Because politicians are typically constrained to generate and use rents to cement their alliances, ‘good politics’ can result in ‘bad economics’, as Merilee Grindle pointed out a long time ago. Policies are adopted that facilitate an uncoordinated and competitive ‘rent seeking’ by individuals or factions within the political and economic elite of the country. There is no mechanism which would allow the elite to impose a collective discipline on themselves so that rents can be managed centrally and allocated in ways that support transformation – for example by financing the learning costs of pioneer firms.
This is harmful to the investment climate. As a consequence, the coordinated investments, big and small, that economic transformation would require do not get made. However, this is not the result of the politicians’ having no interest in the development of their countries, or of being in a general sense worse leaders than their counterparts in Denmark. Rather, the problem lies in the logic of a situation in which the socio-economic structure is as much a constraint on political practice as the other way round. In Africa, as in all less developed regions, the capacity of the formal capitalist sector to generate incomes that can be taxed to become state revenues is limited. Consequently, ruling elites do not have the resources to meet the demands of crucial coalition groups without resorting to various kinds of off- budget transfers and informal sharing of rents.
Why democracy doesn’t help
This logic, which leads the political system to become predatory on the economic system, is common under both dictatorships and democracies in less developed countries. But it is particularly important to appreciate why the introduction of formal multi-party competition into such an environment does not alter the basic logic, even if it may shape it in some new ways.
Clientelism in Africa is to a greater or lesser extent competitive under both authoritarian and more democratic regimes.4 Political elites are fragmented along economic, regional, ethnic, religious and other lines. Cooperation for the greater good is extremely difficult, so different members of the elite compete with each other to build and sustain winning coalitions. They do so by allocating private benefits to those groups on whose support they rely and targeting threats at significant opponents. Typically, multi-party elections formalise and sharpen this competition with often mixed results for development.
Our studies have documented several ways in which ‘young democracy’ has proven a mixed blessing from the perspective of economic transformation. In several notable instances documented by PEAPA and EPP, the desire of presidential election candidates to build up a mass rural following or get
4 According to Mushtaq Khan competitive clientelism is the most widespread form of political settlement in developing countries. It means that the coalition in power is challenged by strong internal factions and by excluded groups. Typically, the ruling political elite also base its power on strong lower-level factions, which provide it with significant organisational power to win elections, but also demand benefits from ruling elites in exchange for its support.
Elites, Production and Poverty: a comparative study (EPP)
Main research question: What motivates ruling elites to support productive sectors with well- implemented government initiatives?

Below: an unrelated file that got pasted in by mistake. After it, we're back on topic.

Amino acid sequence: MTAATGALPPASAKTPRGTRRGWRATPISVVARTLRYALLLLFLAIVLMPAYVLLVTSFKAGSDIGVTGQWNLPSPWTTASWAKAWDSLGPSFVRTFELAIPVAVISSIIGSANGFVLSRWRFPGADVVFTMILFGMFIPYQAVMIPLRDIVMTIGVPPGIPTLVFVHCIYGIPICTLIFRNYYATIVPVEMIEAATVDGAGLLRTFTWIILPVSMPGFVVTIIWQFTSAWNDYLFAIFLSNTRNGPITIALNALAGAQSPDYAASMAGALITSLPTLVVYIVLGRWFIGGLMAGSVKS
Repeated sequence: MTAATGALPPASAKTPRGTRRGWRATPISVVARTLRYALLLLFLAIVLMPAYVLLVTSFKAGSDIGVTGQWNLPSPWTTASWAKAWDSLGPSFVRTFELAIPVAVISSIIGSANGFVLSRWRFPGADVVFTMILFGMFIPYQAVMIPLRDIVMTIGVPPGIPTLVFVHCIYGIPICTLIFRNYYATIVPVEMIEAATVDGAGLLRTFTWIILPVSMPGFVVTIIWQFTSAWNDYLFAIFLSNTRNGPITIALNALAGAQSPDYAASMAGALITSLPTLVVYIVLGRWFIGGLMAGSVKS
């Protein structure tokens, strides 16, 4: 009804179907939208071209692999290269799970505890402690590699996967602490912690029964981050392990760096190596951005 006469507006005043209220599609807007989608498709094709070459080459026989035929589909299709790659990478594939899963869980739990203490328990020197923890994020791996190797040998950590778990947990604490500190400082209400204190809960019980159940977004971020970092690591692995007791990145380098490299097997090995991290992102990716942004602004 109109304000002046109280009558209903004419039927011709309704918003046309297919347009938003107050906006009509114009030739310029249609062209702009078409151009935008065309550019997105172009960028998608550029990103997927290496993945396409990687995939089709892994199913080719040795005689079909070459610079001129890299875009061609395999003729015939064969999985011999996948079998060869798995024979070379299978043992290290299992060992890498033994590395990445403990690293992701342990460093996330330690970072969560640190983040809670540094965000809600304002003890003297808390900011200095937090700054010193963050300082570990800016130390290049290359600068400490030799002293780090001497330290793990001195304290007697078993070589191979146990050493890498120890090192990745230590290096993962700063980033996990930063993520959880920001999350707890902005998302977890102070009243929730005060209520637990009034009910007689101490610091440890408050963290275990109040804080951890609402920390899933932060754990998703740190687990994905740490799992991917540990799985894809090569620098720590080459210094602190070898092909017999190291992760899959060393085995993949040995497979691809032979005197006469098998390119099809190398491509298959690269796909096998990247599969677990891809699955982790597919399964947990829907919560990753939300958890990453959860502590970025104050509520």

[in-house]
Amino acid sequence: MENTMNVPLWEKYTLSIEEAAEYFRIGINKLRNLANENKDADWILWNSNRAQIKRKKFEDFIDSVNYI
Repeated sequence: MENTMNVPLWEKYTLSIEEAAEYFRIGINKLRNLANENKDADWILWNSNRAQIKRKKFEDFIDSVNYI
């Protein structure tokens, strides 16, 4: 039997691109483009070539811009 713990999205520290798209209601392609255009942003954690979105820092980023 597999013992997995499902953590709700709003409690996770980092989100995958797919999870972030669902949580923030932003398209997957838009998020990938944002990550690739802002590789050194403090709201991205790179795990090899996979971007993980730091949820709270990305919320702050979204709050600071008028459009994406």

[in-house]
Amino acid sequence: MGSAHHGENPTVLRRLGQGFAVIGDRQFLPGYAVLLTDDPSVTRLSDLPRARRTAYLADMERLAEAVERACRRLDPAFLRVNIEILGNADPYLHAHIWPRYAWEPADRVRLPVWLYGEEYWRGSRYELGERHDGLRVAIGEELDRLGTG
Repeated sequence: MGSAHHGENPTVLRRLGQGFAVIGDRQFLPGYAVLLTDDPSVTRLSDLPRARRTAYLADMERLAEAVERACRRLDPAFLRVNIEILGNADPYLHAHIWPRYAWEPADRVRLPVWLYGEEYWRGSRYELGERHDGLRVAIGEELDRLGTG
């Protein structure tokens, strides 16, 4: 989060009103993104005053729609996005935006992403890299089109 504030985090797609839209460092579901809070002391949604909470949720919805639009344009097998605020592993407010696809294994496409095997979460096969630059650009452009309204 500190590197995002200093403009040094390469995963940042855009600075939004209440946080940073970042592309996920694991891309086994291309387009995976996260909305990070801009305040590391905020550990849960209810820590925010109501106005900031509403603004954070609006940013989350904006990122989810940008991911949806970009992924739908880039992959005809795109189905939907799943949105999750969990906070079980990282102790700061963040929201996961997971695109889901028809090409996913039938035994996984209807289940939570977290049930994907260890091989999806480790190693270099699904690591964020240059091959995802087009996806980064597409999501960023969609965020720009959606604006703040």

EPP does research in Bangladesh, Ghana, Mozambique, Tanzania and Uganda. It focuses on economic transformation – in particular on the political and economic processes driving the formulation and implementation of state initiatives to develop productive sectors. Three propositions are advanced: (a) Ruling political elites support the development of productive sectors when they perceive that this helps them to remain in power; (b) Ruling political elites choose policies and implementation arrangements as part of their strategies for maintaining ruling coalitions and/or winning elections. Such choices affect certain features of the policies, the sectors selected for support, and implementation capacity; and (c) Good economic outcomes depend on i) close relations between the ruling political elite and the relevant productive entrepreneurs based on their mutual interests; and i) the ability of the ruling elite to create pockets of bureaucratic capabilities to implement specific policies.
EPP received a grant from the Danish Consultative Research Committee for Development Research which ends in 2012. For further details, visit www.diis.dk/epp
the attention of swing voters has led them to issue bold promises of investments or subsidies to important agricultural constituencies. Elsewhere, campaign-trail promises have abolished unpopular taxes or introduced sweeping exemptions from user fees in public service sectors. The downside is that the required complementary measures and implementation conditions have not been provided, so that the potential benefits have not materialised. After the bold gesture, the general logic of competitive clientelism has kicked in; the de facto policy has been shaped by the imperative of sealing the alliances needed for the leader to remain in power.
Under these circumstances, the interests of the ruling political elite work against the creation of the pockets of administrative efficiency where state bureaucrats could take implementation in hand in a deliberate way and relate constructively to the needs of the firms and farms in the relevant productive sector. Much the same applies to the ability of officials to address the main blockages in the service- providing branches of government.
More on fragmentation and collective action